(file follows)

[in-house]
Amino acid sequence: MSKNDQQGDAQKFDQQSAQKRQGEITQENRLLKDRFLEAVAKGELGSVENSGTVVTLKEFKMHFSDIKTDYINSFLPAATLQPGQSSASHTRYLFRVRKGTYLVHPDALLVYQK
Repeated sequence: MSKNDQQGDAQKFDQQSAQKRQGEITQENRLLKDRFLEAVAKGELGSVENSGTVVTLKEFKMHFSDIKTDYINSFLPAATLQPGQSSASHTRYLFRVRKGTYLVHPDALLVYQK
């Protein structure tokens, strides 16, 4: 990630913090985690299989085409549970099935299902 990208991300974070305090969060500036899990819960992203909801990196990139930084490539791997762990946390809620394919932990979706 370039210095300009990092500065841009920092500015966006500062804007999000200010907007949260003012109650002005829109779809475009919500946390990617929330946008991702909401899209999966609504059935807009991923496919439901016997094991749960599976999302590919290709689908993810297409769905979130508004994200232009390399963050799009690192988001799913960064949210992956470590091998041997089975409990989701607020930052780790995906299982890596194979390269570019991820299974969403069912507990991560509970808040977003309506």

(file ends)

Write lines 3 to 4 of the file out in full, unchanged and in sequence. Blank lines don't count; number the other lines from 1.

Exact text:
Repeated sequence: MSKNDQQGDAQKFDQQSAQKRQGEITQENRLLKDRFLEAVAKGELGSVENSGTVVTLKEFKMHFSDIKTDYINSFLPAATLQPGQSSASHTRYLFRVRKGTYLVHPDALLVYQK
């Protein structure tokens, strides 16, 4: 990630913090985690299989085409549970099935299902 990208991300974070305090969060500036899990819960992203909801990196990139930084490539791997762990946390809620394919932990979706 370039210095300009990092500065841009920092500015966006500062804007999000200010907007949260003012109650002005829109779809475009919500946390990617929330946008991702909401899209999966609504059935807009991923496919439901016997094991749960599976999302590919290709689908993810297409769905979130508004994200232009390399963050799009690192988001799913960064949210992956470590091998041997089975409990989701607020930052780790995906299982890596194979390269570019991820299974969403069912507990991560509970808040977003309506």